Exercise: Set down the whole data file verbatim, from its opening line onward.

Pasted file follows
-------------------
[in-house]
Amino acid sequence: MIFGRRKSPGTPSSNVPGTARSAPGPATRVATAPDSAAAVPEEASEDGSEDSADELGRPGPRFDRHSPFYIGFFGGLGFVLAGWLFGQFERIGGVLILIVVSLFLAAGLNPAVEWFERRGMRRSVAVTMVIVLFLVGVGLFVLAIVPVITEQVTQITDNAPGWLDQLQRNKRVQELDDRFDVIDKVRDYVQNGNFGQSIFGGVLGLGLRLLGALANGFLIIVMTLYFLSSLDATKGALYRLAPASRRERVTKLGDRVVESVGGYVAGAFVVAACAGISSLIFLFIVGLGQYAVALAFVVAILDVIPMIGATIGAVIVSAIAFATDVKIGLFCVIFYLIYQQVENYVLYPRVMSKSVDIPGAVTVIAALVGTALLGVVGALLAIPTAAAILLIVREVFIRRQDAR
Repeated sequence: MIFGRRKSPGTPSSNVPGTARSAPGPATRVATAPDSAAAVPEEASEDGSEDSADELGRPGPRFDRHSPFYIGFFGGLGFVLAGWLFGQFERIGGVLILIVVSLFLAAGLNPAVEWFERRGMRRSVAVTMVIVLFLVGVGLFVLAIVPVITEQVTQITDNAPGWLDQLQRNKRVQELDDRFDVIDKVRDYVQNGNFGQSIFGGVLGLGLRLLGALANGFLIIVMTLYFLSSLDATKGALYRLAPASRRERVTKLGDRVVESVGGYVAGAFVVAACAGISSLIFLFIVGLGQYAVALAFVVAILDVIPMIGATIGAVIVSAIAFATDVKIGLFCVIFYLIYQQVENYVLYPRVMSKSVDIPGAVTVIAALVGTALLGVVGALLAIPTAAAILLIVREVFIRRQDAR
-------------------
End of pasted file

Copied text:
[in-house]
Amino acid sequence: MIFGRRKSPGTPSSNVPGTARSAPGPATRVATAPDSAAAVPEEASEDGSEDSADELGRPGPRFDRHSPFYIGFFGGLGFVLAGWLFGQFERIGGVLILIVVSLFLAAGLNPAVEWFERRGMRRSVAVTMVIVLFLVGVGLFVLAIVPVITEQVTQITDNAPGWLDQLQRNKRVQELDDRFDVIDKVRDYVQNGNFGQSIFGGVLGLGLRLLGALANGFLIIVMTLYFLSSLDATKGALYRLAPASRRERVTKLGDRVVESVGGYVAGAFVVAACAGISSLIFLFIVGLGQYAVALAFVVAILDVIPMIGATIGAVIVSAIAFATDVKIGLFCVIFYLIYQQVENYVLYPRVMSKSVDIPGAVTVIAALVGTALLGVVGALLAIPTAAAILLIVREVFIRRQDAR
Repeated sequence: MIFGRRKSPGTPSSNVPGTARSAPGPATRVATAPDSAAAVPEEASEDGSEDSADELGRPGPRFDRHSPFYIGFFGGLGFVLAGWLFGQFERIGGVLILIVVSLFLAAGLNPAVEWFERRGMRRSVAVTMVIVLFLVGVGLFVLAIVPVITEQVTQITDNAPGWLDQLQRNKRVQELDDRFDVIDKVRDYVQNGNFGQSIFGGVLGLGLRLLGALANGFLIIVMTLYFLSSLDATKGALYRLAPASRRERVTKLGDRVVESVGGYVAGAFVVAACAGISSLIFLFIVGLGQYAVALAFVVAILDVIPMIGATIGAVIVSAIAFATDVKIGLFCVIFYLIYQQVENYVLYPRVMSKSVDIPGAVTVIAALVGTALLGVVGALLAIPTAAAILLIVREVFIRRQDAR